Anxiety Therapy


Everybody experiences anxiety from time to time; in fact about 1 person in 20 in the UK suffers from severe anxiety of some kind. It generally occurs when people feel frightened or threatened by something, for example, going to the dentist, hospital, job interview, exam or a first date. Sometimes the cause of anxiety is obvious and other times it can seem to not relate to any clear cause. When the cause is not evident, it can sometimes be the cumulative result of many smaller stressors having built up over time or perhaps the result of a previous anxiety provoking experience that the person felt traumatised by and has not dealt with.

As with stress, there are times when a certain amount of short term or mild anxiety can be helpful in motivating a person to perform to their best or to get things done. Severe anxiety however, can feel overwhelming and can have a debilitating and paralysing effect, preventing them from living the way they want to and enjoying themselves.

There are many causes of anxiety.

  • If something frightening happened in a particular situation earlier in a person’s life and they were not able to effectively deal with their feelings or resolve the situation, they may get anxious about being in a similar situation again. 
  • Anxiety can be learnt. If a person grew up in a family that tended to see the world as a dangerous and frightening place or where the parents were themselves anxious, then these attitudes and traits can easily be passed onto the next generation. 
  • A person might be faced with something that is out of their control, for example, developing a serious or life threatening illness, losing their job, a relationship breakdown or being attacked.
  • Other factors that can lead to feeling anxious include: stress, exhaustion, poor diet, caffeine, cigarettes, alcohol, use of recreational drugs and the side effects of prescribed medication.

Sometimes a person can experience periods of anxiety that will keep recurring over a long period of time. When this happens they can feel powerless, begin to dread its return and become anxious about getting anxious. This then becomes a vicious cycle whereby each period of anxiety provokes the emergence of the next.

Common symptoms of anxiety include:

  • Fearfulness
  • Worrying
  • Apprehension
  • Unrealistic appraisal of danger
  • Belief in personal inability to cope with stress
  • Fear of impending death
  • Fear of having a heart attack
  • Fear of going crazy
  • Feeling faint or dizzy
  • Rapid shallow breathing and breathlessness
  • Shaking or trembling
  • Palpitations
  • Hot and cold flushes
  • Sweating
  • Feeling sick
  • Chest pain
  • Feeling of choking
  • Being irritable
  • Avoiding difficult situations
  • Difficulty sleeping
  • Being easily startled

Panic Attacks

Panic attacks are common in our society. About 1 in 10 people will have a panic attack at some point in their life. Although they can occur at any age, the most common age is between 15 and 25 years old. A panic attack will usually feel like it has ‘come out of the blue’. It occurs extremely suddenly and is a mental and physical experience of intense fear and physical discomfort. It feels absolutely overwhelming and will reach its peak of intensity within minutes. It might be as short as 1-5 minutes and some symptoms can last up to 30 minutes before they begin to fade.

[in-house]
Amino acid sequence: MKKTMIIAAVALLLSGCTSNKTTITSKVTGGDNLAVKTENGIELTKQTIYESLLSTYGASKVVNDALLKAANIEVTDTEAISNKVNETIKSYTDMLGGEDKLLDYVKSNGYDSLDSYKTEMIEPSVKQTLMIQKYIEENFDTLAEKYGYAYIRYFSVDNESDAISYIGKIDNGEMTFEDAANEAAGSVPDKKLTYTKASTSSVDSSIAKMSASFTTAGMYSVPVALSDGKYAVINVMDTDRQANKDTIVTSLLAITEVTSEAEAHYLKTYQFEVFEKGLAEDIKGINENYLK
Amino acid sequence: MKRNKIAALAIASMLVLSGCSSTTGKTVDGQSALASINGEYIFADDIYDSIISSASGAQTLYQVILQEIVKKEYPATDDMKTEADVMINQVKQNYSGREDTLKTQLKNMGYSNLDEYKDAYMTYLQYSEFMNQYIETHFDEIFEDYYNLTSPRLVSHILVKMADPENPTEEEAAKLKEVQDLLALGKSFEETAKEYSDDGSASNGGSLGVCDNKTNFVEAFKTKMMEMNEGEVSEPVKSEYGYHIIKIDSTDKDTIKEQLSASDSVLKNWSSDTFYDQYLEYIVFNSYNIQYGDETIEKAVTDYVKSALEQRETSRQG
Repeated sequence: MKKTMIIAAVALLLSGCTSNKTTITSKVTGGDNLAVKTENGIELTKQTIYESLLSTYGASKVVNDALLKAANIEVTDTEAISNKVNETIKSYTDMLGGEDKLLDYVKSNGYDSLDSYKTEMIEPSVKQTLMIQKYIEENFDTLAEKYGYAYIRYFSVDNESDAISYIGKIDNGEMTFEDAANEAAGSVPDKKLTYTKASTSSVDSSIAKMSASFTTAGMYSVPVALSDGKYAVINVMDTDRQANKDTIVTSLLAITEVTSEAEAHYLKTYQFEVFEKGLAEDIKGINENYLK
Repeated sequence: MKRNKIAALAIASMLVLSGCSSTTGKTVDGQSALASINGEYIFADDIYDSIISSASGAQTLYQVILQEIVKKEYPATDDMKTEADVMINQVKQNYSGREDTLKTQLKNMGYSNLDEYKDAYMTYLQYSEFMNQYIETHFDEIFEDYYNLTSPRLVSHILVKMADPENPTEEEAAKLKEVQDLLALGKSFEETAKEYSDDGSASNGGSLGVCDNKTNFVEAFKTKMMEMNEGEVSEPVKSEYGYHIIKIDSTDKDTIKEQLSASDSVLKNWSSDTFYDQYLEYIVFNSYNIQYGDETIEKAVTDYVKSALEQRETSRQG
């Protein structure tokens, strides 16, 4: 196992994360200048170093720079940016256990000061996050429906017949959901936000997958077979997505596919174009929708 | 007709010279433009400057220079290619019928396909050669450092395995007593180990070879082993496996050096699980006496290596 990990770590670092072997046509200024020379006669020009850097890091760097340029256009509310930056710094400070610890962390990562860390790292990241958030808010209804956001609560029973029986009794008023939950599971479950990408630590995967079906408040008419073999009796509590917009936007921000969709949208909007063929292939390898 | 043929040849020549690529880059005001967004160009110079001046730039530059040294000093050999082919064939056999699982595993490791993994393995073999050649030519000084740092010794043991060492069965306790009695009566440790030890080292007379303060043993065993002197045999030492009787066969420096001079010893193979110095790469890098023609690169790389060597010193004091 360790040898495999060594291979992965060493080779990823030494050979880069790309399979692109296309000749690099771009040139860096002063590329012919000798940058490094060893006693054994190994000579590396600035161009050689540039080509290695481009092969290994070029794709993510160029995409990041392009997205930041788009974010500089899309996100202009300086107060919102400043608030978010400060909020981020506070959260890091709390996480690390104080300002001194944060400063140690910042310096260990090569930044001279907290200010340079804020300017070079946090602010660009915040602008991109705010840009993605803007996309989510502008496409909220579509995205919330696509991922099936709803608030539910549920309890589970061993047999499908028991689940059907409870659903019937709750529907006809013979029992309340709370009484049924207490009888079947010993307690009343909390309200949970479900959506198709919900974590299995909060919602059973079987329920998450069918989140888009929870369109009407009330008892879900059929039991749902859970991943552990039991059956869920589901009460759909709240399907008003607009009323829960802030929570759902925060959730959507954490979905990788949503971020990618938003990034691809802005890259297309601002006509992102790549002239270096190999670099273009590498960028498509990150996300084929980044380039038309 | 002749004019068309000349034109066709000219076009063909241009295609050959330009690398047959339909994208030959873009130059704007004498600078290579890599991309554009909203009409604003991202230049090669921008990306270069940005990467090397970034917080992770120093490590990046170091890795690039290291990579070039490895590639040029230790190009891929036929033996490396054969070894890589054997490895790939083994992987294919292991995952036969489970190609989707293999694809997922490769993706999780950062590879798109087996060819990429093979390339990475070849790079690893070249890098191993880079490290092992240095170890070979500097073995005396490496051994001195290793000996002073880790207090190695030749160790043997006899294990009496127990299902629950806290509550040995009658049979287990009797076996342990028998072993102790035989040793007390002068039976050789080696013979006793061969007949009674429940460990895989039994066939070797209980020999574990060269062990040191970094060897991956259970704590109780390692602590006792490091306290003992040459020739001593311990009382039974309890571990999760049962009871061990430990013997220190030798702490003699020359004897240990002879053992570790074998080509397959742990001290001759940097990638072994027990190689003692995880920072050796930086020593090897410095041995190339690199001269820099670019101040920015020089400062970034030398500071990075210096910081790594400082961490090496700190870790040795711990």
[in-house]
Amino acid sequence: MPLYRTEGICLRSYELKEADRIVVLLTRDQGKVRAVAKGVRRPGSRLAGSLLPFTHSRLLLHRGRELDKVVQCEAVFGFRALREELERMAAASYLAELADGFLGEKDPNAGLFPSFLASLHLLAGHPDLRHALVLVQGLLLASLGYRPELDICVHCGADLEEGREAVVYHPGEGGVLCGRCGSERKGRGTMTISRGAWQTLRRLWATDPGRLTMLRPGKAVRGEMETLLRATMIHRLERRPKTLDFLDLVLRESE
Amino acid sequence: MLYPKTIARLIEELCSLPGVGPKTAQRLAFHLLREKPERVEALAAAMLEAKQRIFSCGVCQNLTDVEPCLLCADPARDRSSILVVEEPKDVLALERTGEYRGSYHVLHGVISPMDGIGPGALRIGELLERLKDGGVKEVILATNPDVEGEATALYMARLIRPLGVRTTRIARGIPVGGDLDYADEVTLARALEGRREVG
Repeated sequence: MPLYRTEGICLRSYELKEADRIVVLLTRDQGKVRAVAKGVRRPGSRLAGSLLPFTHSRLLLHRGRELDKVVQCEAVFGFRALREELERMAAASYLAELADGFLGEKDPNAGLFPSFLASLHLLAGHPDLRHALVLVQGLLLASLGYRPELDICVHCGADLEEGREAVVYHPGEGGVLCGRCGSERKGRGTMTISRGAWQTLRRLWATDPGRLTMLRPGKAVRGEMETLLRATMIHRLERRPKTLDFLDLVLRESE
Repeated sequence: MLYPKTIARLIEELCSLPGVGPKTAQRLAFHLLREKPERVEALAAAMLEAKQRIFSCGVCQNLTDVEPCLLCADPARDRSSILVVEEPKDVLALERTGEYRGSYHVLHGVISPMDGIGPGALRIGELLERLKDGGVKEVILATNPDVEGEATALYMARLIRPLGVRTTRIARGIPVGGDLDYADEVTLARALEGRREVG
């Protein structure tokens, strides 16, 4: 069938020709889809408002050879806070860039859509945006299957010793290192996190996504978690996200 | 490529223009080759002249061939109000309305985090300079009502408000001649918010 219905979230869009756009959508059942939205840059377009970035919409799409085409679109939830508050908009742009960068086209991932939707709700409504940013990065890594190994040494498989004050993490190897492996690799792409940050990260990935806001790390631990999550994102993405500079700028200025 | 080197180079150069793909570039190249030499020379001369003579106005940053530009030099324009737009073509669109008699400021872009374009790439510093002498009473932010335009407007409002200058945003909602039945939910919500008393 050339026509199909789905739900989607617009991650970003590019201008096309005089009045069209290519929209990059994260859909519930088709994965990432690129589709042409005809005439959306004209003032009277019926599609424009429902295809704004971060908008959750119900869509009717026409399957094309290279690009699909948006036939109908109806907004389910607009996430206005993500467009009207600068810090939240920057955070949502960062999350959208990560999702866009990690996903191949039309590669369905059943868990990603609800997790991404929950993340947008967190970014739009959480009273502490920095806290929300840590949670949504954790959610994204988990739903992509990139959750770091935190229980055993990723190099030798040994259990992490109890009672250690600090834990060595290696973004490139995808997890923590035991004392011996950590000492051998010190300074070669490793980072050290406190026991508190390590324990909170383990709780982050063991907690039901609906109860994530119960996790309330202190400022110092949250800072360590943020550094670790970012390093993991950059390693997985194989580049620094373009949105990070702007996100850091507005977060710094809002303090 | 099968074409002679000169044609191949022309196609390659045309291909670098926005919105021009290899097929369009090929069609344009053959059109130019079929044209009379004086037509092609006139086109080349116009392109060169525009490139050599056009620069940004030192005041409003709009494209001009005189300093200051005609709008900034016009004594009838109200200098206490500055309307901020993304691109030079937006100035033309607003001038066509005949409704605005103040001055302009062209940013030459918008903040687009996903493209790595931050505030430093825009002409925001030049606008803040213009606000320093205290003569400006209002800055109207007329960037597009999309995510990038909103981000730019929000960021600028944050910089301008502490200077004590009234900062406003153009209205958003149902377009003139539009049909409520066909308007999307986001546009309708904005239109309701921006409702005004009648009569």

Panic attacks can sometimes arise when there are difficult feelings or emotional conflicts that lay unresolved inside the person and they start to feel those feelings re-emerging. Because the person may have shut off or desensitised the original experience a long time ago, it is entirely possible that they have no idea that this is the cause of their experience.  In addition, because the intense physical sensations of the panic attack can deflect attention away from the original unresolved feelings, the person remains unaware of the reason for the attack.

More specific causes or triggers of panic attacks can include:

  • On going generalised anxiety
  • Post Traumatic Stress Disorder (PTSD)
  • Over-breathing (hyperventilating)
  • The association of particular circumstances or events with having a panic attack
  • Having a phobia and coming into contact with the object of the phobia
  • Use of caffeine, alcohol and other recreational drugs
  • Side effects of anti-depressant medication
  • Withdrawal from tranquilising medication

People commonly describe the following symptoms:

  • Sweating
  • Palpitations
  • Shortness of breath
  • Feelings of choking
  • Trembling
  • Feeling sick
  • Stomach pain
  • Muscles becoming tense
  • Chest pain
  • Feeling faint or dizzy
  • Fear of dying/feeling like you are going to die
  • Fear of going mad or losing control
  • Hot flushes or chills

The counselling and psychotherapy process usually involves a person learning in detail what they are feeling and experiencing, understanding what triggers their anxiety or panic, discovering why the trigger is so disturbing and learning effective coping strategies.

Of particular benefit are:

  • Locating the origin of the anxiety and assessing whether there is real and current threat
  • Talking through feelings and worries in a safe environment with someone that understands the problem
  • Learning to accept the anxious feelings – this can greatly reduce their power
  • Learning relaxation techniques
  • Learning breathing techniques
  • Learning visualisations that support feelings of wellbeing
  • Reviewing lifestyle choices
  • Time prioritisation and planning more effectively
  • Identifying things that can comfort and soothe when feeling anxious